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What To Do? Level C
This book presents seventeen age-appropriate problems that have no easy answers. In each problem, youngsters confront a high-interest, adolescent-type situation—the kind of situation that requires them not just to problem-solve but to think hard about what kind of people they want to be as they develop into young adults. This valuable book will get kids thinking critically and problem-solving creatively.
This book presents seventeen age-appropriate problems that have no easy answers. It begins with a chart that helps children learn the ten steps toward effective problem solving. This chart is designed to ensure a problem solver’s careful analysis of the problem and possible solutions before undertaking action. A complete introductory lesson using the plan is included, giving pre-teens and teens a real-world scenario and then walking them through a solution using the steps from the chart. This sets them up to understand that, although finding solutions may take some effort, the ultimate goal is to learn to problem-solve using a reasoned, deliberate, focused approach that will lead to healthy decision-making and satisfying solutions, even when (and especially when) those solutions may not be what they originally envisioned.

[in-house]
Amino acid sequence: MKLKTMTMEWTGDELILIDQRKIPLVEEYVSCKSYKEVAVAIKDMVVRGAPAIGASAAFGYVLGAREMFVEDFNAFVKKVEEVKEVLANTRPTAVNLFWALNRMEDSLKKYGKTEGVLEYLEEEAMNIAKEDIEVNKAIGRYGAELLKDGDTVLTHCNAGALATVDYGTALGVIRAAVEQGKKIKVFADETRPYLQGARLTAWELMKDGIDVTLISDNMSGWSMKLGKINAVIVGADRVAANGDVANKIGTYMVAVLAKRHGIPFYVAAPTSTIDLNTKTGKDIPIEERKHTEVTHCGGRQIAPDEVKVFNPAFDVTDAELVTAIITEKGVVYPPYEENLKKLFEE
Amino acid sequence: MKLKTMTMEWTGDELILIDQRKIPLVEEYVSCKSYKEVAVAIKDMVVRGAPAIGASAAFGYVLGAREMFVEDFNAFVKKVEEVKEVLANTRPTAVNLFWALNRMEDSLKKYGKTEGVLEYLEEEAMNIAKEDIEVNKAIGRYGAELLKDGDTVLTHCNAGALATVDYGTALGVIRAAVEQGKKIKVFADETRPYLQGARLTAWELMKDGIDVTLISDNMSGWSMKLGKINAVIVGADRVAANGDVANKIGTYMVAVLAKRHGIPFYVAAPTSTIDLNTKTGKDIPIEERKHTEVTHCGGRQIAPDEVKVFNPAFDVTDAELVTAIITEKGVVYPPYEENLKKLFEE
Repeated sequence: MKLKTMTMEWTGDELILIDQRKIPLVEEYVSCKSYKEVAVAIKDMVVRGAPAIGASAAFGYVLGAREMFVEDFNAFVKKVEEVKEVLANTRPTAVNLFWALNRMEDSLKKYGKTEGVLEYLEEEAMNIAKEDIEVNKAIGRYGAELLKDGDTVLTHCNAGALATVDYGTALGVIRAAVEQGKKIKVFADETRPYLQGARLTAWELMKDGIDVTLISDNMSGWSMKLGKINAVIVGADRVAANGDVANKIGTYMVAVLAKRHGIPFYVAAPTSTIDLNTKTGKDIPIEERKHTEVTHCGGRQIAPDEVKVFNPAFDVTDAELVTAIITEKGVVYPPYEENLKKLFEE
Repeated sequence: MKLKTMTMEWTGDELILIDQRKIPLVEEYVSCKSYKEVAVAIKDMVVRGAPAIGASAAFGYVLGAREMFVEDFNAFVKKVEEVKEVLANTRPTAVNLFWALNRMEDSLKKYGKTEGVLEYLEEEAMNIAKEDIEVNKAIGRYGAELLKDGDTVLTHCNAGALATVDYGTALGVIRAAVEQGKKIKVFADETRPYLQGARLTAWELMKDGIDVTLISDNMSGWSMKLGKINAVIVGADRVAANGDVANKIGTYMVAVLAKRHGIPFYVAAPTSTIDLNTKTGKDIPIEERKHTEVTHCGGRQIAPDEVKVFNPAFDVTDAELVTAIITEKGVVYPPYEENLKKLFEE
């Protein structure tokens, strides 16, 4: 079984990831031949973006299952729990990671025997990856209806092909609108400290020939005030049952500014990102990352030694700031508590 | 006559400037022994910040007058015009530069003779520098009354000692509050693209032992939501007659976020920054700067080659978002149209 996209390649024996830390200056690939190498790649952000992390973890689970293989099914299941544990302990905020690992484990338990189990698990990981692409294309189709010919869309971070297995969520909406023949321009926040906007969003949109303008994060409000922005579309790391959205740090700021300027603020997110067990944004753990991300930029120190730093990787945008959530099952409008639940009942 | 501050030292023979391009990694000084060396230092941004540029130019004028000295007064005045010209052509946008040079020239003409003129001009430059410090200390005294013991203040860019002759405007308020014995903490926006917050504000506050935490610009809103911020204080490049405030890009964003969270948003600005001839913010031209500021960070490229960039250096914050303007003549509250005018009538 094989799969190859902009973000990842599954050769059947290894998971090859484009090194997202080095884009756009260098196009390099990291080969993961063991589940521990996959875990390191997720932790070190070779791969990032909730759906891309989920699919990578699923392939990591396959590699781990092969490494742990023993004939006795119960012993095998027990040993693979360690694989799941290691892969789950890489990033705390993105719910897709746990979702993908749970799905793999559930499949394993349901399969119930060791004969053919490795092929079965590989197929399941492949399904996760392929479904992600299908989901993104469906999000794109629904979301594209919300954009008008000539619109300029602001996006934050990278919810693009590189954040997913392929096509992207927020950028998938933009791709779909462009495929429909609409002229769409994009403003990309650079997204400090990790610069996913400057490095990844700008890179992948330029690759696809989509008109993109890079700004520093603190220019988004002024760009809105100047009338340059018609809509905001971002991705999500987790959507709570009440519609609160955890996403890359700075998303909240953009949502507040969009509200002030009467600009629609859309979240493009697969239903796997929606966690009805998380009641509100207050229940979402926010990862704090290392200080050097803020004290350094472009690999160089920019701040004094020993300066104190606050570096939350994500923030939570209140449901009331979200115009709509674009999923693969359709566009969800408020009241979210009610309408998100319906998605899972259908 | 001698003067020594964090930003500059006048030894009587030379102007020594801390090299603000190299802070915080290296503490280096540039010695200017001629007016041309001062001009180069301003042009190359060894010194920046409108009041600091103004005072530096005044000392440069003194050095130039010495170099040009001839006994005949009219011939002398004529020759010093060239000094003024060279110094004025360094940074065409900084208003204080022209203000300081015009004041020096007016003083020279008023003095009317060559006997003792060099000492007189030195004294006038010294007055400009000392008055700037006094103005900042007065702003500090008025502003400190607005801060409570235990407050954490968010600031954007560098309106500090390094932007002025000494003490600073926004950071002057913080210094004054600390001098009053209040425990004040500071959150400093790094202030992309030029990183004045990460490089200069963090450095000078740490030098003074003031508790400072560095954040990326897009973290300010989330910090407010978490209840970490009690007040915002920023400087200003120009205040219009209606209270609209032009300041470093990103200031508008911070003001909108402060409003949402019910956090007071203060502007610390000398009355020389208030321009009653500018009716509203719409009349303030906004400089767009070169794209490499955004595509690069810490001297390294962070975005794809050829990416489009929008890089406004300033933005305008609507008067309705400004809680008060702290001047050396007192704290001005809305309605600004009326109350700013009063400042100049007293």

After the sample are the problem scenarios. In each scenario, youngsters confront a high-interest, adolescent-type situation—the kind of situation that requires them not just to problem-solve but to think hard about what their values are, what kind of people they want to be, and how they want to present themselves as they develop into young adults. Decisions have consequences—some of them lasting—and that can be hard for kids at these ages to remember. The problems in this book remind them that they are no longer young children; they are developing autonomy, assuming responsibility for their actions, and they will want do so in ways that are both conscious and conscientious.
The problems are followed by open-ended questions to promote deep thinking and Socratic discussions. Even if some children don’t feel comfortable having honest, open discussions about some of the issues presented, they can’t help but contemplate what they would do in the scenarios, which are deliberately constructed so that all options, no matter how unsavory, have an element of legitimacy and attraction to them that lends them credence as live, valid options to consider. This is a relatively short but tough book that will get kids thinking critically and problem-solving creatively, which will stand them in good stead as they march toward adulthood.